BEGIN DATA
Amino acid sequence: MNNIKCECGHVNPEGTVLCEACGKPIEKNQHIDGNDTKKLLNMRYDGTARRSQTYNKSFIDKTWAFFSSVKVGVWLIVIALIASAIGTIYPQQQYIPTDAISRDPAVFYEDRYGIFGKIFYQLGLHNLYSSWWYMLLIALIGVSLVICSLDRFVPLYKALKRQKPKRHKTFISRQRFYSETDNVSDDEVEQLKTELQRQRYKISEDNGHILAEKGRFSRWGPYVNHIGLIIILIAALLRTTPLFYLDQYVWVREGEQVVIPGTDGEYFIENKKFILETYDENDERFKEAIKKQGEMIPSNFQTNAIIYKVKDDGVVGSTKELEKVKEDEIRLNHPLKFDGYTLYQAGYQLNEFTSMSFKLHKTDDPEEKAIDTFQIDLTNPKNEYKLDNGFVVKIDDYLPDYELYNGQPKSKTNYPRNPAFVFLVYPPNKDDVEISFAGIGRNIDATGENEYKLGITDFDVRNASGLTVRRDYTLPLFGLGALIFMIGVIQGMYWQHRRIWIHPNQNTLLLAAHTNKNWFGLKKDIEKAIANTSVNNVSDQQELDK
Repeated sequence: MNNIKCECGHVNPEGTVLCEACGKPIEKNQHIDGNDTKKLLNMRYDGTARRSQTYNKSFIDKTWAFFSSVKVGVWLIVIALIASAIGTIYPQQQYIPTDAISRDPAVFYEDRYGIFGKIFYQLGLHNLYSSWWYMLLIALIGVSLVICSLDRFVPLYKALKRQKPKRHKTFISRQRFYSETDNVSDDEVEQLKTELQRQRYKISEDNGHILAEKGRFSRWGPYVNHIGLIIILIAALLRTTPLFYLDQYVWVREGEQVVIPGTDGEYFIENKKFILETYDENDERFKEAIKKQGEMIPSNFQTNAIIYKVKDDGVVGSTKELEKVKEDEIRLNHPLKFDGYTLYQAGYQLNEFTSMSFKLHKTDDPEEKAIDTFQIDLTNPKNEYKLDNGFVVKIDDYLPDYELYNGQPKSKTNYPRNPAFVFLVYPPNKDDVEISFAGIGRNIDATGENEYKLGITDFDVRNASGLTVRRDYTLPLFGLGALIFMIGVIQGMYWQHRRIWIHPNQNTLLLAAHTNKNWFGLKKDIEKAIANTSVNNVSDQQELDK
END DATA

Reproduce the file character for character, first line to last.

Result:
Amino acid sequence: MNNIKCECGHVNPEGTVLCEACGKPIEKNQHIDGNDTKKLLNMRYDGTARRSQTYNKSFIDKTWAFFSSVKVGVWLIVIALIASAIGTIYPQQQYIPTDAISRDPAVFYEDRYGIFGKIFYQLGLHNLYSSWWYMLLIALIGVSLVICSLDRFVPLYKALKRQKPKRHKTFISRQRFYSETDNVSDDEVEQLKTELQRQRYKISEDNGHILAEKGRFSRWGPYVNHIGLIIILIAALLRTTPLFYLDQYVWVREGEQVVIPGTDGEYFIENKKFILETYDENDERFKEAIKKQGEMIPSNFQTNAIIYKVKDDGVVGSTKELEKVKEDEIRLNHPLKFDGYTLYQAGYQLNEFTSMSFKLHKTDDPEEKAIDTFQIDLTNPKNEYKLDNGFVVKIDDYLPDYELYNGQPKSKTNYPRNPAFVFLVYPPNKDDVEISFAGIGRNIDATGENEYKLGITDFDVRNASGLTVRRDYTLPLFGLGALIFMIGVIQGMYWQHRRIWIHPNQNTLLLAAHTNKNWFGLKKDIEKAIANTSVNNVSDQQELDK
Repeated sequence: MNNIKCECGHVNPEGTVLCEACGKPIEKNQHIDGNDTKKLLNMRYDGTARRSQTYNKSFIDKTWAFFSSVKVGVWLIVIALIASAIGTIYPQQQYIPTDAISRDPAVFYEDRYGIFGKIFYQLGLHNLYSSWWYMLLIALIGVSLVICSLDRFVPLYKALKRQKPKRHKTFISRQRFYSETDNVSDDEVEQLKTELQRQRYKISEDNGHILAEKGRFSRWGPYVNHIGLIIILIAALLRTTPLFYLDQYVWVREGEQVVIPGTDGEYFIENKKFILETYDENDERFKEAIKKQGEMIPSNFQTNAIIYKVKDDGVVGSTKELEKVKEDEIRLNHPLKFDGYTLYQAGYQLNEFTSMSFKLHKTDDPEEKAIDTFQIDLTNPKNEYKLDNGFVVKIDDYLPDYELYNGQPKSKTNYPRNPAFVFLVYPPNKDDVEISFAGIGRNIDATGENEYKLGITDFDVRNASGLTVRRDYTLPLFGLGALIFMIGVIQGMYWQHRRIWIHPNQNTLLLAAHTNKNWFGLKKDIEKAIANTSVNNVSDQQELDK